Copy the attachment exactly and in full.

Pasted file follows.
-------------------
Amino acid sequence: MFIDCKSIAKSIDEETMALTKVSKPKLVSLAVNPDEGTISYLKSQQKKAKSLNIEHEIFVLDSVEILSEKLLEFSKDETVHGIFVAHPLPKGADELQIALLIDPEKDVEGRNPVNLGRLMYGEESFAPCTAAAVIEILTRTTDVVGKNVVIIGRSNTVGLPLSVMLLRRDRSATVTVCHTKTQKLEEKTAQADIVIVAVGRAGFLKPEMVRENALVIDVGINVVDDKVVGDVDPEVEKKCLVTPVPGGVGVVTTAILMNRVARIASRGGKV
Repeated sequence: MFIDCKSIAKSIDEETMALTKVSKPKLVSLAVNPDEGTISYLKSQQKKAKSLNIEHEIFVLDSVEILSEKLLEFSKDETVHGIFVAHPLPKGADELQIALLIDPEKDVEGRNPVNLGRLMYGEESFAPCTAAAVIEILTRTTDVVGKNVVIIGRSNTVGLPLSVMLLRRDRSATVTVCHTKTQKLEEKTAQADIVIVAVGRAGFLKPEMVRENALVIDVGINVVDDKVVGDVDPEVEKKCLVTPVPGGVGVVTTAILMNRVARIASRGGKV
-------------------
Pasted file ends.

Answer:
Amino acid sequence: MFIDCKSIAKSIDEETMALTKVSKPKLVSLAVNPDEGTISYLKSQQKKAKSLNIEHEIFVLDSVEILSEKLLEFSKDETVHGIFVAHPLPKGADELQIALLIDPEKDVEGRNPVNLGRLMYGEESFAPCTAAAVIEILTRTTDVVGKNVVIIGRSNTVGLPLSVMLLRRDRSATVTVCHTKTQKLEEKTAQADIVIVAVGRAGFLKPEMVRENALVIDVGINVVDDKVVGDVDPEVEKKCLVTPVPGGVGVVTTAILMNRVARIASRGGKV
Repeated sequence: MFIDCKSIAKSIDEETMALTKVSKPKLVSLAVNPDEGTISYLKSQQKKAKSLNIEHEIFVLDSVEILSEKLLEFSKDETVHGIFVAHPLPKGADELQIALLIDPEKDVEGRNPVNLGRLMYGEESFAPCTAAAVIEILTRTTDVVGKNVVIIGRSNTVGLPLSVMLLRRDRSATVTVCHTKTQKLEEKTAQADIVIVAVGRAGFLKPEMVRENALVIDVGINVVDDKVVGDVDPEVEKKCLVTPVPGGVGVVTTAILMNRVARIASRGGKV